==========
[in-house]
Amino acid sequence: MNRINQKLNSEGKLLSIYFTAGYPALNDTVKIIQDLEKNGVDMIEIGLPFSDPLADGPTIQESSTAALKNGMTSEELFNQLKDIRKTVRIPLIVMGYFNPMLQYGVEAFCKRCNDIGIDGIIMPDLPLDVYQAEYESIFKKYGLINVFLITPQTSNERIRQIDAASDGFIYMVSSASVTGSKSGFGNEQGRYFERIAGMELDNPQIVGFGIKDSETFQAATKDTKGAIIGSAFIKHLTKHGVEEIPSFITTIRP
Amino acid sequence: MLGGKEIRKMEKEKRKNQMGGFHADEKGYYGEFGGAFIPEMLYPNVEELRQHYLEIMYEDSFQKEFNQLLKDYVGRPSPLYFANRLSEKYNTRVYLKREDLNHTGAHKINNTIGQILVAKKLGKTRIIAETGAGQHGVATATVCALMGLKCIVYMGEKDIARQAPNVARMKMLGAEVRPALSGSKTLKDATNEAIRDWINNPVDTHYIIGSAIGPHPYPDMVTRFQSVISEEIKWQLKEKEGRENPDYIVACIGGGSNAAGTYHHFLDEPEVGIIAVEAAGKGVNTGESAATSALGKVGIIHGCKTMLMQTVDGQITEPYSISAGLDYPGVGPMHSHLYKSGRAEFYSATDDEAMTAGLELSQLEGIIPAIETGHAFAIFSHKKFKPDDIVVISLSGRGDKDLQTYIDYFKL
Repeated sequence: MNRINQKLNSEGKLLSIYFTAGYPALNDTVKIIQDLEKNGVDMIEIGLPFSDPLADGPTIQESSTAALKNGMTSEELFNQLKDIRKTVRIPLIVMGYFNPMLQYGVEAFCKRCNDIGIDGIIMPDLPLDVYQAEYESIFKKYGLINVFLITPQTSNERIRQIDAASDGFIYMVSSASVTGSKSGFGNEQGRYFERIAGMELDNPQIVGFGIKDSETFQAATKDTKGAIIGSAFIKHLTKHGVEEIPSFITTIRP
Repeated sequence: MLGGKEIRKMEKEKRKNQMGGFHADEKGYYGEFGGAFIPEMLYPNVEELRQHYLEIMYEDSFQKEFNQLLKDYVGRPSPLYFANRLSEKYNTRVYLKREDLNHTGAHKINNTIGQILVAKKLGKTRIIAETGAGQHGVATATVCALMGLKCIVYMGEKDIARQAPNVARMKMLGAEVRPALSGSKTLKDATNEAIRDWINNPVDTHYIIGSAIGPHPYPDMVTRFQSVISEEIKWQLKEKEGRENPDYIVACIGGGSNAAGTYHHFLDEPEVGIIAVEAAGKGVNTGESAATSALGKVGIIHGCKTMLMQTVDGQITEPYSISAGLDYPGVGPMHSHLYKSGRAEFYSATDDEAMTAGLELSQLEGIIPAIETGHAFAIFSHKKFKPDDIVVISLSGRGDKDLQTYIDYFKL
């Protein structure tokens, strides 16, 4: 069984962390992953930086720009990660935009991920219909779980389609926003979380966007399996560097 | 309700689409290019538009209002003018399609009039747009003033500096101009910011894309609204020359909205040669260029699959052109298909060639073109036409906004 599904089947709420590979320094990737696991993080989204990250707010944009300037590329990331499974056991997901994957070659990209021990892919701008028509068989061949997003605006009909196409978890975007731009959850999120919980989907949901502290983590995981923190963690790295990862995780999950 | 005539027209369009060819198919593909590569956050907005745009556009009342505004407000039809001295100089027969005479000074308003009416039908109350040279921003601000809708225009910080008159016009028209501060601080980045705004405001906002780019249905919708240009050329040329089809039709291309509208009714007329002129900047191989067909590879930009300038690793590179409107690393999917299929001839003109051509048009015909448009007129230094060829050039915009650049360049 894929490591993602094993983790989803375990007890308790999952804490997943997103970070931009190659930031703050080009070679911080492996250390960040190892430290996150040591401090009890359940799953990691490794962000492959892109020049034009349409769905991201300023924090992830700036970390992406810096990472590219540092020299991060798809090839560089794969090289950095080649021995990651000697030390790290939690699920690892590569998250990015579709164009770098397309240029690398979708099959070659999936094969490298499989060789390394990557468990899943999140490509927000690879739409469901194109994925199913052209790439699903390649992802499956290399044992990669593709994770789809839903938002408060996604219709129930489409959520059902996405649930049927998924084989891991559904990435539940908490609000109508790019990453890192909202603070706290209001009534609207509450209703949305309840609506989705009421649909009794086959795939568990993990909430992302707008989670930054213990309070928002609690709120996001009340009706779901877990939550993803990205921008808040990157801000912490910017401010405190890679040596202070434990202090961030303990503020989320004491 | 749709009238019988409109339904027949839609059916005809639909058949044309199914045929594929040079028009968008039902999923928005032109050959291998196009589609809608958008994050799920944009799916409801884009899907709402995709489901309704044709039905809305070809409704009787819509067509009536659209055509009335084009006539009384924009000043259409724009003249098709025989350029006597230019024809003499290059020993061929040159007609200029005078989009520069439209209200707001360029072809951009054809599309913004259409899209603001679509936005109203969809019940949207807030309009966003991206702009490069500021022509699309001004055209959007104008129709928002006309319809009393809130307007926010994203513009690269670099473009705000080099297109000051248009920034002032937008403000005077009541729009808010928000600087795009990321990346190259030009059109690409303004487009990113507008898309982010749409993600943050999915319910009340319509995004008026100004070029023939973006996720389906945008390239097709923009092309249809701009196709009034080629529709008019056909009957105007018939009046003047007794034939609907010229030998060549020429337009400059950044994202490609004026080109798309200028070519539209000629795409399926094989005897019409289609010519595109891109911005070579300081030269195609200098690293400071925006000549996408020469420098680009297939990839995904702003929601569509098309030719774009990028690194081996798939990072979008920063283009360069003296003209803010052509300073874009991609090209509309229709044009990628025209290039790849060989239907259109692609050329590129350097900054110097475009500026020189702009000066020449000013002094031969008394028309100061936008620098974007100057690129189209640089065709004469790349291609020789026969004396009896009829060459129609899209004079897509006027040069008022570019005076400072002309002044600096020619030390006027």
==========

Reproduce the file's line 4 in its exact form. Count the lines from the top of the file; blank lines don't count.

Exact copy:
Repeated sequence: MNRINQKLNSEGKLLSIYFTAGYPALNDTVKIIQDLEKNGVDMIEIGLPFSDPLADGPTIQESSTAALKNGMTSEELFNQLKDIRKTVRIPLIVMGYFNPMLQYGVEAFCKRCNDIGIDGIIMPDLPLDVYQAEYESIFKKYGLINVFLITPQTSNERIRQIDAASDGFIYMVSSASVTGSKSGFGNEQGRYFERIAGMELDNPQIVGFGIKDSETFQAATKDTKGAIIGSAFIKHLTKHGVEEIPSFITTIRP